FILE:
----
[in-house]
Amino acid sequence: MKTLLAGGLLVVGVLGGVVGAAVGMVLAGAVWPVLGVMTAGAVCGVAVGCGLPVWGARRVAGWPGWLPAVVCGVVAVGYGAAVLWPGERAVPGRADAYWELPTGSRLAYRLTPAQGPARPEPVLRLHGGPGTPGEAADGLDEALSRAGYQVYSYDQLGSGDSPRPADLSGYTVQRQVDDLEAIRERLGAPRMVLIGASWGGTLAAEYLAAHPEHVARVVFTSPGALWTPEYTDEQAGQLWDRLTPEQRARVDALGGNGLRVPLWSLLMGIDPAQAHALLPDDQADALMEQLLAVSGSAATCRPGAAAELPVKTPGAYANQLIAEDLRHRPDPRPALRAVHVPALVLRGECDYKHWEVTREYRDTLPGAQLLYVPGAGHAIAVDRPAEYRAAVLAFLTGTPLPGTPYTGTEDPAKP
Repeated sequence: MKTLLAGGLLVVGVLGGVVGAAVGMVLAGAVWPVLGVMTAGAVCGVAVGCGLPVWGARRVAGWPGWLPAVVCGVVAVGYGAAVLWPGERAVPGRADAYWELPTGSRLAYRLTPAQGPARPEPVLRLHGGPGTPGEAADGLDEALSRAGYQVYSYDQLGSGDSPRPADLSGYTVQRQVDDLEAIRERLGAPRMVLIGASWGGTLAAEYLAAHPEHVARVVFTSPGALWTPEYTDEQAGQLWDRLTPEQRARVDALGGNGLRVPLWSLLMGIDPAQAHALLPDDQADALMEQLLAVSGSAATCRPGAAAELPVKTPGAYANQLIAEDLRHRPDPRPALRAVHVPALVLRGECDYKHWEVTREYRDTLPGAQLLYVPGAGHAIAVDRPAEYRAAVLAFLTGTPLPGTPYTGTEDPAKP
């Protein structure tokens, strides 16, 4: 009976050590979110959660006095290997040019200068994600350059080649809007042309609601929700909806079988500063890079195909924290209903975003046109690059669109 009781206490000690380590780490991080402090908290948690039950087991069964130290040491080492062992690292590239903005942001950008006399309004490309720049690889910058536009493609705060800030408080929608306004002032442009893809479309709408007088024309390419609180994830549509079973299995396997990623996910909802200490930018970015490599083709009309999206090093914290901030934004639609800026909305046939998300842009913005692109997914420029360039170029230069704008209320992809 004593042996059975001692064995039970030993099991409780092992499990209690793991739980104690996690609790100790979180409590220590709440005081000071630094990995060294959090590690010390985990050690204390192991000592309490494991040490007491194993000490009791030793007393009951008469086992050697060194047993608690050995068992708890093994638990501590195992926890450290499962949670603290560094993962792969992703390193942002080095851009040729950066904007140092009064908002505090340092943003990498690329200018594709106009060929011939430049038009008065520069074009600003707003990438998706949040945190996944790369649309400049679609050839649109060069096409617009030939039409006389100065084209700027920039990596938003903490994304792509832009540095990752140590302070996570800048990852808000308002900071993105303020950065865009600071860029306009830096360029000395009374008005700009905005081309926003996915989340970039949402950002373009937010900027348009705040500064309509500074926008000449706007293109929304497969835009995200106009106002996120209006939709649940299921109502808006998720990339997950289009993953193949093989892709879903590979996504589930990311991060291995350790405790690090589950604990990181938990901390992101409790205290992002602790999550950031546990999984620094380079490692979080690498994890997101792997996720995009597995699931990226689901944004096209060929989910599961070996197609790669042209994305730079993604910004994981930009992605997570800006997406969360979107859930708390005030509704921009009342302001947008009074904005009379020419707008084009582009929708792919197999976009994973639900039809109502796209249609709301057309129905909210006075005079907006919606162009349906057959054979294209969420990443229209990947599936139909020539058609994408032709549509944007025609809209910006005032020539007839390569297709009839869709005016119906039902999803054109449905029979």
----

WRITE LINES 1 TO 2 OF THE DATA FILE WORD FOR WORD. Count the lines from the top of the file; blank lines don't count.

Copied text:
[in-house]
Amino acid sequence: MKTLLAGGLLVVGVLGGVVGAAVGMVLAGAVWPVLGVMTAGAVCGVAVGCGLPVWGARRVAGWPGWLPAVVCGVVAVGYGAAVLWPGERAVPGRADAYWELPTGSRLAYRLTPAQGPARPEPVLRLHGGPGTPGEAADGLDEALSRAGYQVYSYDQLGSGDSPRPADLSGYTVQRQVDDLEAIRERLGAPRMVLIGASWGGTLAAEYLAAHPEHVARVVFTSPGALWTPEYTDEQAGQLWDRLTPEQRARVDALGGNGLRVPLWSLLMGIDPAQAHALLPDDQADALMEQLLAVSGSAATCRPGAAAELPVKTPGAYANQLIAEDLRHRPDPRPALRAVHVPALVLRGECDYKHWEVTREYRDTLPGAQLLYVPGAGHAIAVDRPAEYRAAVLAFLTGTPLPGTPYTGTEDPAKP